BEIRUT, Lebanon – This is the 18th installment of an ongoing blog written by American Spencer Witte, a native or New York who is studying and living in Beirut, Lebanon.
A Place to Call Home
For a little more than a month, residents of West Beirut's Garden View Apartments took in an unusual scene from their luxury-style balconies.
Sanayeh Gardens, located below, had taken on a different appearance. No longer could one expect to find young couples strolling arm-in-arm through manicured lawns and small kids running wild on playgrounds. Since the first few days of the war, Sanayeh had ceased to be a place for romance, and it was tough to find adequate space for play. Instead, just as it had been during the Israeli invasion of Lebanon in 1982, Sanayeh Gardens was being used as a refugee camp.
By some estimates, as many as 1,700 Lebanese were taking shelter there just prior to the cease-fire. But when I walked through the gardens Wednesday morning, only about 50 people were left. Five children were playing on a seesaw — an odd number, so one child was being made to wait his turn. A group of older men sat around a plastic table that was shaded by a palm tree. They were playing a sluggish game of cards. Others milled about, passing time and making small talk.
This open-aired park — about the size of a football field — had been a home for many people for an entire month. No privacy and no certainty. As I made my way around on Wednesday morning, 3-inch-thick foam mattresses were piled along the park's perimeters. Many were torn in half or in thirds, evidence that they had been shared. They were dirty, but they probably had been coveted in desperate moments. And now they were discarded.
Next to the garden's iron gates, two taxis were parked with their engines off. Their doors and trunks were open, waiting to be filled with people and their few possessions. Many of Lebanon's 900,000 displaced people hadn't hesitated a bit in trying to return home. With the announcement of Monday's cease-fire, they flooded the roads that led South, wanting to shed not only the title of displaced but, moreover, the feeling of displacement, as soon as possible. The few who lingered in Sanayeh Gardens Wednesday had waited longer to make the trip. What kind of home was waiting for them? Was there still a home waiting for them?
This morning, I set out trying to give myself a better understanding of that very basic question, even if its answer is far more complicated. I spent the morning in Dahiyeh, the southern suburb that was on the receiving end of hundreds of Israeli air raids and is now on the receiving end of thousands of returning residents. If you've seen recent pictures of war-torn Beirut, chances are you've been looking at Dahiyeh.
I was walking the streets on my own, talking to very few people, wanting to use my own eyes and my own ears as my guide.
On the main road into Dahiyeh, I spotted an amusement park called "Sweets Land." Among other things, it offers park goers a chance to ride a Ferris wheel, a carousel outfitted with pink and blue elephants and one of those swinging pirate ships that always looks like more fun than it actually is. Just 50 feet farther along the road, a billboard put up by Hezbollah was advertising the recent war and calling it a "Divine Victory."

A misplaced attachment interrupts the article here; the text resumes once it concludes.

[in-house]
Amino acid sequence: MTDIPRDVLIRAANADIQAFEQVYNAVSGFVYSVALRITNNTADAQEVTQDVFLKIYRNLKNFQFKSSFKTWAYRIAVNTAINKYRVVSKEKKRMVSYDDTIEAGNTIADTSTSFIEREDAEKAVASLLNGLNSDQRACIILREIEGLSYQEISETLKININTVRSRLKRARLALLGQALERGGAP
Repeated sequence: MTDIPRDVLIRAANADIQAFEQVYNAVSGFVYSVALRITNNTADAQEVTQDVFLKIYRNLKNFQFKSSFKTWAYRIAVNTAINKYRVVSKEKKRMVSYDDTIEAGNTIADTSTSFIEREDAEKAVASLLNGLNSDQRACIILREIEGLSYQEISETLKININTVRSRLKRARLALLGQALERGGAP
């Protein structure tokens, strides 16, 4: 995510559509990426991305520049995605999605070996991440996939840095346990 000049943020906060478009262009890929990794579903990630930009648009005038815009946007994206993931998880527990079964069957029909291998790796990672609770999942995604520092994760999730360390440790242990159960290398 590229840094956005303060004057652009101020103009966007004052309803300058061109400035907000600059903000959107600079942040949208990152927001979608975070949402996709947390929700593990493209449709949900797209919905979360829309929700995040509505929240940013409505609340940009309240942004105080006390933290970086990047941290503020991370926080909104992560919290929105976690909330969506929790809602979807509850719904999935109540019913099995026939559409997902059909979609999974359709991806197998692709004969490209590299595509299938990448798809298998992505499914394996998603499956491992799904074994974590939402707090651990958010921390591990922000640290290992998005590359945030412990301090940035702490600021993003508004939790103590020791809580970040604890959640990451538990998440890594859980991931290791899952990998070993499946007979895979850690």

My cab dropped me off on the fringes of the Haret Hreik district of Dahiyeh, and I proceeded on foot. There were city blocks on which every single apartment building showed clear signs of being hit by an airstrike. Many buildings had been destroyed, each floor folded on top another and collapsing under the heavy weight of concrete, furniture, perhaps even people. Areas of Dahiyeh are still on fire, with smoke rising from the rubble.
Several bulldozers push around the chunks of concrete and twisted remnants of buildings as well as shells of entire cars. Together, they form large piles on the side of the road, like snow banks. Some workers are sweeping the streets, and custom-made yellow tape cordons off the cleanup zones. The black lettering on the tape references the "Divine Victory" and further advises people to "keep back."
But people don't heed the advice. It sometimes becomes necessary to climb over rubble piled 6 or 7 feet high just to get from one street to the next. Others stay in the debris, uninterested in moving on to the next street. This was their street, and they are looking to salvage what's left of their belongings.
And everywhere there is yellow and green, the colors of Hezbollah. Dahiyeh was a Hezbollah stronghold before the war, and it still is today. Hezbollah is an organization born out of the 18-year Israeli occupation of South Lebanon, and it draws much of its support from people who experienced the Israeli presence firsthand. Many in Daniyeh see the kidnapping of two Israeli soldiers as a provocative act in the middle rounds of a long fight, and not the reason for the fight in the first place.
At one point, I passed a 5-year-old boy wearing a freshly printed t-shirt with Hezbollah leader Hassan Nasrallah's face on it. I couldn't help but ask his mother why a child was wearing such a thing. I thought back to when I was 5, when I wore Mets jerseys because they had won the World Series the year before. My older brother assured me it was cool. Ali's mother had a different explanation. The boy's father had been killed in an airstrike.
As I left Dahiyeh, the sounds of bulldozers and heavy machinery competed with Hezbollah-produced martial music blaring from stereos. The question of what kind of home many displaced Lebanese would be returning to had been partially answered.
If you've been reading these reports, I'd like to hear from you. Send your comments, suggestions and questions to email@example.comPart XVII: "There's a Lot of Distance Between Misadventure and Victory"